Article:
If asked as a child who the most beautiful woman in the world was, I’d answer with complete sincerity: Pamela Anderson. She had global popular culture in a chokehold throughout the 1990s, thanks to her role as the hippie romantic on the lifeguard soap Baywatch, which had a weekly audience of more than a billion in its heyday. Her rise, from being scouted at a Canadian football game to Playboy cover girl and TV star, was meteoric. Her look – the bouncy blonde hair, thin eyebrows and breast implants – made her into the designated sex symbol of a generation. Right at the cusp of her popularity the private sex tape she had made with her then-husband Tommy Lee was stolen from their property and commercialised through the nascent internet. It was the first viral video and became irreparably entangled with her name.
There is a dismissiveness reserved for women whose careers and bodies are intertwined. The hotness tax. Described by media as a “sultry sex goddess” and the “most famous blonde on the planet”, Anderson was merely the sum of her parts, her body deemed public property. Her breasts became a regular conversation point when she gave talk show interviews.
Decades later, in the Netflix documentary Pamela, a Love Story, Anderson is pottering around her kitchen in a town on Vancouver Island, British Columbia, in a billowy white dress and says to the camera: “Nobody wants to look at my body anymore.” Pamela Anderson, the image, the body, was the pin-up of a generation, a direct descendant of the bombshell that in the 1950s took the form of Marilyn Monroe and Jayne Mansfield. Hers was a hyperfemininity considered both aspirational and fake. The inner life of Pamela Anderson, the woman, the person, has rarely been considered. The glossy TV series Pam & Tommy, released last year, was made without her knowledge or consent. It told the story of the sex tape scandal as a lizard-brained heist and put Anderson on the front line of pop culture once more, making her experience the ordeal all over again. But the documentary, and Anderson’s forthcoming memoir Love, Pamela, ask us to see things from her perspective for the first time.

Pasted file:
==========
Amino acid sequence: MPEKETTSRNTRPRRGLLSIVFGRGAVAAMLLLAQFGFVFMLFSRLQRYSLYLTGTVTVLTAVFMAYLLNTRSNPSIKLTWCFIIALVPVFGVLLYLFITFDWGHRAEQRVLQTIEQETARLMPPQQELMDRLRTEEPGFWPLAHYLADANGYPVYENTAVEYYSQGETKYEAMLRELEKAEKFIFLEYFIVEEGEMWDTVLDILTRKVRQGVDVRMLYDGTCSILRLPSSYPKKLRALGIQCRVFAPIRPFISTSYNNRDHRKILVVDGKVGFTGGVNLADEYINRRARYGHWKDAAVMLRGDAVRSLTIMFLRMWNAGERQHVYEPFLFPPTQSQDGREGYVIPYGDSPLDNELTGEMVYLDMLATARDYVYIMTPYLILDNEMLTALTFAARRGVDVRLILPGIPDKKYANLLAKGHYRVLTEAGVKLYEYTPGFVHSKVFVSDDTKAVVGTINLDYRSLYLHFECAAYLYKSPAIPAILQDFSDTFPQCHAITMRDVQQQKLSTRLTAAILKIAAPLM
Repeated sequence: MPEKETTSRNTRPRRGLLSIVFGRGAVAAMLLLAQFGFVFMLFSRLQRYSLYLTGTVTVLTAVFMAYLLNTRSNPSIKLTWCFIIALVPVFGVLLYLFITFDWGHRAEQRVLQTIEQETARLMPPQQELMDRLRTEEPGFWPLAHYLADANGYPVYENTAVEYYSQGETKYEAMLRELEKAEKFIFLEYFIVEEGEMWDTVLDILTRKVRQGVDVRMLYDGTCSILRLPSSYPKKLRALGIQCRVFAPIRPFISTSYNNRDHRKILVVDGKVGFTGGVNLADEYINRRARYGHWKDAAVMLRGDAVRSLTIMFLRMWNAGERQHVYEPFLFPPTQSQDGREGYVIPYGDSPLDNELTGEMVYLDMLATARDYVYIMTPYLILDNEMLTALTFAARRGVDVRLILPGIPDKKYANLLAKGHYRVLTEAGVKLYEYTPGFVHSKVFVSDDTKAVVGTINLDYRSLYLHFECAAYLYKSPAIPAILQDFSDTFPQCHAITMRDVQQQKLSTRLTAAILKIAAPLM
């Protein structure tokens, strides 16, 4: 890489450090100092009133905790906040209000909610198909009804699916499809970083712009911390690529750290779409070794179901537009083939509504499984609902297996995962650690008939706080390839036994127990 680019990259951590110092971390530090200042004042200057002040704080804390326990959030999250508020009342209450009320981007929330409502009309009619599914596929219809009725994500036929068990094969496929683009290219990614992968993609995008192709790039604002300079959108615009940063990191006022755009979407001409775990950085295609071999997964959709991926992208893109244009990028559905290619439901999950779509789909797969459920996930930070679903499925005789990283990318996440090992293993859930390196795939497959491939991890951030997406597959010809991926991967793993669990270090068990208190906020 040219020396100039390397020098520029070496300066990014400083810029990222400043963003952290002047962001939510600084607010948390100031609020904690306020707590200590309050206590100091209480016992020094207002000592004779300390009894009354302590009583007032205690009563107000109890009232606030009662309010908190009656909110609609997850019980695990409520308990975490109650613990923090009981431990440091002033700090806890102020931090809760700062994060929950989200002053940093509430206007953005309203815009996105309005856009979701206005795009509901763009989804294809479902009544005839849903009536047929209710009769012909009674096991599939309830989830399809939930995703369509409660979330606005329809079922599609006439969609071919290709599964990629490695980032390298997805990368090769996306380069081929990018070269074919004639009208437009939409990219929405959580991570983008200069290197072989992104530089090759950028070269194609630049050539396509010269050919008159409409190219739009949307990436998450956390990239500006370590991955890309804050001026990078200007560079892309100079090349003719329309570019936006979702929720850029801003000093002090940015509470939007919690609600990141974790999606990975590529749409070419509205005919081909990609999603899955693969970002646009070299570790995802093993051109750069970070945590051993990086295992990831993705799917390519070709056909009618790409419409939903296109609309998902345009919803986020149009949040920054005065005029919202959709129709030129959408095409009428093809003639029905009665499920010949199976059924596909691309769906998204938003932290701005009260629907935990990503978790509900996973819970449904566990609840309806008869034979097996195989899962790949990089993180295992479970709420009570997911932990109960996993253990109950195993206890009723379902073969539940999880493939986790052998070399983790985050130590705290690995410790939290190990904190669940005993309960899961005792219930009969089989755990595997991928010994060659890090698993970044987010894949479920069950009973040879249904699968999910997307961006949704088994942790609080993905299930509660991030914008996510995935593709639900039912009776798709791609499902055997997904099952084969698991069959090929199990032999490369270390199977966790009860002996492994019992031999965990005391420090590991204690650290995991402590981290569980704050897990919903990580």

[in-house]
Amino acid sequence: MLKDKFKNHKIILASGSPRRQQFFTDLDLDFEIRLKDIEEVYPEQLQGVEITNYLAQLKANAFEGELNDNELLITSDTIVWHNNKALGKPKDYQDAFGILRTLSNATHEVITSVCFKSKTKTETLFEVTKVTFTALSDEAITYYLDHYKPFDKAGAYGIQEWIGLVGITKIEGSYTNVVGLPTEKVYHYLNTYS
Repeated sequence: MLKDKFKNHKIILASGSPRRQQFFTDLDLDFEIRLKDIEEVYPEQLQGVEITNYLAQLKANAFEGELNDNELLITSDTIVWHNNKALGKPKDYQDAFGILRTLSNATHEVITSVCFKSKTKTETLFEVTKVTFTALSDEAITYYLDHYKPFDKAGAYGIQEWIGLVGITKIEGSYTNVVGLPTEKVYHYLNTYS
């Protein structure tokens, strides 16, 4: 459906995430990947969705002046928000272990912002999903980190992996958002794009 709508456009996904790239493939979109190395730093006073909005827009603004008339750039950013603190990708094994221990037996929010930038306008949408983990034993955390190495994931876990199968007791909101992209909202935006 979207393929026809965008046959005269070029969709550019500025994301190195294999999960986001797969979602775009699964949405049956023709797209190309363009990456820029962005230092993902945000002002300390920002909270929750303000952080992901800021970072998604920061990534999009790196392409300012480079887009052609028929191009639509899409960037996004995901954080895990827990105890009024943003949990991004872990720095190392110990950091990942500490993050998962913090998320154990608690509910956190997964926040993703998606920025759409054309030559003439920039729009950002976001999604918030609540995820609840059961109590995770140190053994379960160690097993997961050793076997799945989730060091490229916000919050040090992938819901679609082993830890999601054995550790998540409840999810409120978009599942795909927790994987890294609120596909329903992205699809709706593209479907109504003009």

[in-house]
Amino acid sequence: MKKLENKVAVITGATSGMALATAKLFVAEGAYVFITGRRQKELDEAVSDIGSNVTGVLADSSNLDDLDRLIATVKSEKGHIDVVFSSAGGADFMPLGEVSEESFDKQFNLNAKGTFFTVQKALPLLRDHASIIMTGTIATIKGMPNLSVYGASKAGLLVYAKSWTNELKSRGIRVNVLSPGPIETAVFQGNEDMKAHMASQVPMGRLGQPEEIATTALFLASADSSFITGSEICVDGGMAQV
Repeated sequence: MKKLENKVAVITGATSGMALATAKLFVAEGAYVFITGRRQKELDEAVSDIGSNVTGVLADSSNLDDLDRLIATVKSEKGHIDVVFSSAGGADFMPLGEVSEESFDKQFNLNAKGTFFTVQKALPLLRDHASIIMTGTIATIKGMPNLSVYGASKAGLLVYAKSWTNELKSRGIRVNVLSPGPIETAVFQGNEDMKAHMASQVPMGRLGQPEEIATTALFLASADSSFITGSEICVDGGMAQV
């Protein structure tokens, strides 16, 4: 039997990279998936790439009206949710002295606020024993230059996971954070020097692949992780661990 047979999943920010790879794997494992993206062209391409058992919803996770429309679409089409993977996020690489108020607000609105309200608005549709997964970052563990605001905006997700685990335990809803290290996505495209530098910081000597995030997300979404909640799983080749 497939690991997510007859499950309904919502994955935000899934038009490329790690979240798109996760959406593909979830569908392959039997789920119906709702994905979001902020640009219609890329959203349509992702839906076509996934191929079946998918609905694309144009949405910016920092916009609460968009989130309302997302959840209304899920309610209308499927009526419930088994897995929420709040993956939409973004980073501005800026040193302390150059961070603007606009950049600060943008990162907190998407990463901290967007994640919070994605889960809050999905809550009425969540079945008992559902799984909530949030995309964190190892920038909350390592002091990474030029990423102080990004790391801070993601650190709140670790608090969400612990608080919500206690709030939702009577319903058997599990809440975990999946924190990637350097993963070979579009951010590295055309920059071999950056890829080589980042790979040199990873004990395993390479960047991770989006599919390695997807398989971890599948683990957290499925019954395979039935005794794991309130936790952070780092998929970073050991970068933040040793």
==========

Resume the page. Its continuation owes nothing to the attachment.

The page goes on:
There is an abundance now of pop culture dedicated to redeeming humiliated or wrongfully maligned women such as Britney Spears, Monica Lewinsky and Tonya Harding. There are TV shows, podcasts, documentaries, articles and books. Seldom are those pop artefacts actually made by the maligned women in question. Pamela, a Love Story and Anderson’s book arrive in the midst of a boom of celebrity memoirs, scanned for nuggets of gossip that become headlines before the book even hits the shelves. Documentaries like this one are ultimately marketing tools. But refreshingly, Anderson doesn’t attempt to bestow any grandiose cultural importance on her work in retrospect (Baywatch was a silly show, and she knows it). Nor is she oblivious to the image people have of her. She simply demands that we consider her a person, and not just a punch line. It’s high time we did.
[See also: Is there a woman out there who likes her body?]